By Lauren Pastrana

MIAMI (CBSMiami) – Whether she’s spicing things up in the kitchen or stretching things out on the yoga mat, Nzingah Oniwosan does it all with passion and purpose.

“Healing one’s physical body is not enough” Oniwosan said. “A lot of times, the things that you’re dealing with physically are an indicator of a disconnect spiritually.”

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The Miami-based blogger and wellness consultant created an app, 365Zing, with the goal of helping people, particularly women of color, become the best-balanced versions of themselves.

“So the word ‘zing’ is part of my name. And when I looked up the word ‘zing’ it means ‘vitality’ and what I realized is, it’s very difficult for women to maintain sustainable practices with their wellness. A lot of times they stop, they go. And I wanted to create an app that allows them to have all the things they need in one place,” she said.

She uses her skills as a plant-based chef and yoga instructor to create a more holistic approach to wellness.

For Nzingah, it’s a journey that began 29 years ago, when as a child she said she was diagnosed with a benign brain tumor, polycystic ovarian syndrome and an autoimmune disorder called “scleroderma.”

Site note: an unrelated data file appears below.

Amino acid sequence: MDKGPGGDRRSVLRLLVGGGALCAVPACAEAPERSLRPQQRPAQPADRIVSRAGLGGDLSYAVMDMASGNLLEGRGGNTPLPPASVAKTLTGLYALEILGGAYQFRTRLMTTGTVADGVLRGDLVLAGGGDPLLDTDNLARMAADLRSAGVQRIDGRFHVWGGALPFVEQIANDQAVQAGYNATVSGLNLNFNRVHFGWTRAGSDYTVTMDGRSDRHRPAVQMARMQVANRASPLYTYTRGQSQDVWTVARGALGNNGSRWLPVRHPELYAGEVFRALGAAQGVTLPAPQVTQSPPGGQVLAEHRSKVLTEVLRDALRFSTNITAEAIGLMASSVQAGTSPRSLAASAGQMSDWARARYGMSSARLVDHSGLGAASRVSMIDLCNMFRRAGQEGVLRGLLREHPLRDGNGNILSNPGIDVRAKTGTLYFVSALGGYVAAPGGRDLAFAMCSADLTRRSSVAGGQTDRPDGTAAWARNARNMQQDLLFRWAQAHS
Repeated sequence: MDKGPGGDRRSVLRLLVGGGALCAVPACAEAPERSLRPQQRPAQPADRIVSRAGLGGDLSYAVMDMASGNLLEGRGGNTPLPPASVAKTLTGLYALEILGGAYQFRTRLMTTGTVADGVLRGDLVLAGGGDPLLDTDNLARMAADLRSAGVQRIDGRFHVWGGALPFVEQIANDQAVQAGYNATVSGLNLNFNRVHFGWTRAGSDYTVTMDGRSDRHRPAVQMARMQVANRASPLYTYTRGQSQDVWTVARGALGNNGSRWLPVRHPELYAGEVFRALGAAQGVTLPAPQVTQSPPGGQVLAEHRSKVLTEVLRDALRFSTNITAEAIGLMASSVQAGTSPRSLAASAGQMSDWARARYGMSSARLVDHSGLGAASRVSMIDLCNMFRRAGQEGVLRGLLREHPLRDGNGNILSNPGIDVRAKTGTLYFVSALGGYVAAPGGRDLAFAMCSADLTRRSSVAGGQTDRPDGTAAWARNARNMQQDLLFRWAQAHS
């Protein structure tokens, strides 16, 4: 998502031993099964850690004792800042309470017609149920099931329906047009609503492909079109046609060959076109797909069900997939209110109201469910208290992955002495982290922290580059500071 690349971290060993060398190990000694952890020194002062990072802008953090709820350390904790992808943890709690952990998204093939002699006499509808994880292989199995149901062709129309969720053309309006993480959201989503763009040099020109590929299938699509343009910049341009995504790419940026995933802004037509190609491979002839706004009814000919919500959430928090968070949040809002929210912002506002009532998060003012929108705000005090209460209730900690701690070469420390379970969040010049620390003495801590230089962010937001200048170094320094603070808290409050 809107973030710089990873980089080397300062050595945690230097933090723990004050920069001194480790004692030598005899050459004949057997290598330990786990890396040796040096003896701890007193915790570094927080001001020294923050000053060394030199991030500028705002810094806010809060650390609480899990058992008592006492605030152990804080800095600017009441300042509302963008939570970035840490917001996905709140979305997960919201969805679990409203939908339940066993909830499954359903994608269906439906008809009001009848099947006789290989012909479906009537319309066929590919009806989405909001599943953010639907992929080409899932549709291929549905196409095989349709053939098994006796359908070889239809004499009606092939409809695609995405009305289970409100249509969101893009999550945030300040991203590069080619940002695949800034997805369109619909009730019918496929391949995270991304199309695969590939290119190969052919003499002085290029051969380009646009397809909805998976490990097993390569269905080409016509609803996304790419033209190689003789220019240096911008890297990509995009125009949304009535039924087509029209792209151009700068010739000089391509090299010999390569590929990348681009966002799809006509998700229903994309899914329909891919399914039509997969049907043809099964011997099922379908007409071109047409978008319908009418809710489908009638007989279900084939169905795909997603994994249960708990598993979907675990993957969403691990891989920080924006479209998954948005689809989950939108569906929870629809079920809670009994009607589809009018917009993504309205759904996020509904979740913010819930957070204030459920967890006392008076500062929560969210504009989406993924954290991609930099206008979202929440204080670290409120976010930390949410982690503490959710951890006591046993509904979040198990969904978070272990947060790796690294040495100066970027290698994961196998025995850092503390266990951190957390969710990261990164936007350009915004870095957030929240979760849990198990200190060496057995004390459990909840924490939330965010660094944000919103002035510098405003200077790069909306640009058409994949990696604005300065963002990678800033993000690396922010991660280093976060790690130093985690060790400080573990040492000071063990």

“I was told that I would have to be on medication for the rest of my life in order to thrive. So if you would imagine at the age of 14, I was seeing five specialists… an endocrinologist, neurologist, gynecologist, dermatologist and my primary care doctor. I was on lots of medication. It was a bit frustrating you know. It was a challenging time for me physically and mentally,” she told CBS4 Anchor Lauren Pastrana. “Twenty years later, here I am. I’m not on any medication and the things they told me I wouldn’t be able to do without medication I am able to do through that lifestyle overhaul.”

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Nzingah shares her hard-won knowledge with the world, through her brand “Yes Baby I Like It Raw” and now, through the 365Zing app, which she built herself in the middle of the pandemic – a pandemic which has amplified health disparities by race and gender, with data showing black populations are disproportionately affected overall.

“I felt that it was important that while I’m helping women of color heal their physical bodies that they also address what’s going on mentally, emotionally and spiritually that might not relate to someone else,” she said. “For people to know these things are accessible they need to see themselves in that by way of reflection.”

365Zing includes daily affirmations, journal prompts, recipes, wellness courses and yoga and meditation classes. It also offers users a community.

“I don’t like to call it an app, per se,” Nzingah said. “I like to call it your self-care companion. That companion is there to support you for less than $2 a day.”

The app is $50 a month, and Nzingah also has other wellness resources on her website.

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Lauren Pastrana